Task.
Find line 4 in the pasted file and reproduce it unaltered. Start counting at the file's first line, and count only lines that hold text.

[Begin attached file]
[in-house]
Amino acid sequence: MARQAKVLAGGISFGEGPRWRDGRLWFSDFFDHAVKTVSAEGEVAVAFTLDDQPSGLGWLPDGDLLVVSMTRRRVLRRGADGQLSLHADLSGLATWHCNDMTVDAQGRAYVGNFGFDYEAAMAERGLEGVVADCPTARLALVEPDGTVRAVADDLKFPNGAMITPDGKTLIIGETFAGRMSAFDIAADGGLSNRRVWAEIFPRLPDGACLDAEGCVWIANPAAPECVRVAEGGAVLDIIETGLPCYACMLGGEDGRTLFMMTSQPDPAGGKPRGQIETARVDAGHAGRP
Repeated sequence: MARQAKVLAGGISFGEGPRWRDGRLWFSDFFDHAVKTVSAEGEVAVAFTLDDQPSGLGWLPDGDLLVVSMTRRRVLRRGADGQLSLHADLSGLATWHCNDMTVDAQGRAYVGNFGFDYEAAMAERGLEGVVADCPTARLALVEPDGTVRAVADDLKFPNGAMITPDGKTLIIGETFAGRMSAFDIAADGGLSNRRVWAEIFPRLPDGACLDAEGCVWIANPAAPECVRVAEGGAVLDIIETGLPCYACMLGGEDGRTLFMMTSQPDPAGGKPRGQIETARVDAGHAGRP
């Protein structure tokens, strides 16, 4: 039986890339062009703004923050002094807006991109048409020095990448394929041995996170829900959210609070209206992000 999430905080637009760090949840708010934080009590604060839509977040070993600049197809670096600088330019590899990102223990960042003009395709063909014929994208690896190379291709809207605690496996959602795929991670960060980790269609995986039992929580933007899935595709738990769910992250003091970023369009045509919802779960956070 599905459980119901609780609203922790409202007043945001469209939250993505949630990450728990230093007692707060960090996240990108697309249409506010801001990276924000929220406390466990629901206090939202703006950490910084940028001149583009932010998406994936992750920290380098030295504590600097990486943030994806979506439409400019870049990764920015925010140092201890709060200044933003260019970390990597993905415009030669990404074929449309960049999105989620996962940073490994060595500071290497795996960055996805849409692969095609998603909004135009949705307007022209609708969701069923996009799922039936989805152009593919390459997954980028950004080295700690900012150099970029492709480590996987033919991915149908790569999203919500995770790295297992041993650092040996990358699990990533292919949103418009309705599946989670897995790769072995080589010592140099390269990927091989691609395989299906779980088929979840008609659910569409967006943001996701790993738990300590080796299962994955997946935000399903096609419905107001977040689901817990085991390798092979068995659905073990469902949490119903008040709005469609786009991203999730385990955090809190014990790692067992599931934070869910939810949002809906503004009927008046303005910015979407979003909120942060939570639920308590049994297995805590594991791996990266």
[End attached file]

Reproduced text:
């Protein structure tokens, strides 16, 4: 039986890339062009703004923050002094807006991109048409020095990448394929041995996170829900959210609070209206992000 999430905080637009760090949840708010934080009590604060839509977040070993600049197809670096600088330019590899990102223990960042003009395709063909014929994208690896190379291709809207605690496996959602795929991670960060980790269609995986039992929580933007899935595709738990769910992250003091970023369009045509919802779960956070 599905459980119901609780609203922790409202007043945001469209939250993505949630990450728990230093007692707060960090996240990108697309249409506010801001990276924000929220406390466990629901206090939202703006950490910084940028001149583009932010998406994936992750920290380098030295504590600097990486943030994806979506439409400019870049990764920015925010140092201890709060200044933003260019970390990597993905415009030669990404074929449309960049999105989620996962940073490994060595500071290497795996960055996805849409692969095609998603909004135009949705307007022209609708969701069923996009799922039936989805152009593919390459997954980028950004080295700690900012150099970029492709480590996987033919991915149908790569999203919500995770790295297992041993650092040996990358699990990533292919949103418009309705599946989670897995790769072995080589010592140099390269990927091989691609395989299906779980088929979840008609659910569409967006943001996701790993738990300590080796299962994955997946935000399903096609419905107001977040689901817990085991390798092979068995659905073990469902949490119903008040709005469609786009991203999730385990955090809190014990790692067992599931934070869910939810949002809906503004009927008046303005910015979407979003909120942060939570639920308590049994297995805590594991791996990266």